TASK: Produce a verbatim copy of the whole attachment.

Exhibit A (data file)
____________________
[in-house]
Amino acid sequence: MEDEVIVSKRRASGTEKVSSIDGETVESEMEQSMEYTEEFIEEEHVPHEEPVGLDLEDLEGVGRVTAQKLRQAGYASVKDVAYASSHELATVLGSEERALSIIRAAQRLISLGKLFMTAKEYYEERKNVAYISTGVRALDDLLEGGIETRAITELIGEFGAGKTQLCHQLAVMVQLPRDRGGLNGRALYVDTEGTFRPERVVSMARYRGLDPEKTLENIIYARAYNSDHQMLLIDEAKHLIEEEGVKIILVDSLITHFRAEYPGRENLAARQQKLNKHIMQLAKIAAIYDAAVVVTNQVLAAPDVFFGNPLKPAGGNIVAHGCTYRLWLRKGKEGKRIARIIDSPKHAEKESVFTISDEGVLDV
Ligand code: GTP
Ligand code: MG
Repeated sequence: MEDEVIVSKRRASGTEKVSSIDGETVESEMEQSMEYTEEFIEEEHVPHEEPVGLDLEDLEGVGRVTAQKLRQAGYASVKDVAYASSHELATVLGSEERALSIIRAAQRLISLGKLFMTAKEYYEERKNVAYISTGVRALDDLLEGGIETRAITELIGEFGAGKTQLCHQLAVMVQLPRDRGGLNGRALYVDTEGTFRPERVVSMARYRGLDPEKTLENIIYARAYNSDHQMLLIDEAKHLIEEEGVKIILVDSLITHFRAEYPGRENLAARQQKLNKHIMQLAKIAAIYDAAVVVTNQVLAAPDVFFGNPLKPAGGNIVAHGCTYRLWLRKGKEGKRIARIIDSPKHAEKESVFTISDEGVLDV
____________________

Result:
[in-house]
Amino acid sequence: MEDEVIVSKRRASGTEKVSSIDGETVESEMEQSMEYTEEFIEEEHVPHEEPVGLDLEDLEGVGRVTAQKLRQAGYASVKDVAYASSHELATVLGSEERALSIIRAAQRLISLGKLFMTAKEYYEERKNVAYISTGVRALDDLLEGGIETRAITELIGEFGAGKTQLCHQLAVMVQLPRDRGGLNGRALYVDTEGTFRPERVVSMARYRGLDPEKTLENIIYARAYNSDHQMLLIDEAKHLIEEEGVKIILVDSLITHFRAEYPGRENLAARQQKLNKHIMQLAKIAAIYDAAVVVTNQVLAAPDVFFGNPLKPAGGNIVAHGCTYRLWLRKGKEGKRIARIIDSPKHAEKESVFTISDEGVLDV
Ligand code: GTP
Ligand code: MG
Repeated sequence: MEDEVIVSKRRASGTEKVSSIDGETVESEMEQSMEYTEEFIEEEHVPHEEPVGLDLEDLEGVGRVTAQKLRQAGYASVKDVAYASSHELATVLGSEERALSIIRAAQRLISLGKLFMTAKEYYEERKNVAYISTGVRALDDLLEGGIETRAITELIGEFGAGKTQLCHQLAVMVQLPRDRGGLNGRALYVDTEGTFRPERVVSMARYRGLDPEKTLENIIYARAYNSDHQMLLIDEAKHLIEEEGVKIILVDSLITHFRAEYPGRENLAARQQKLNKHIMQLAKIAAIYDAAVVVTNQVLAAPDVFFGNPLKPAGGNIVAHGCTYRLWLRKGKEGKRIARIIDSPKHAEKESVFTISDEGVLDV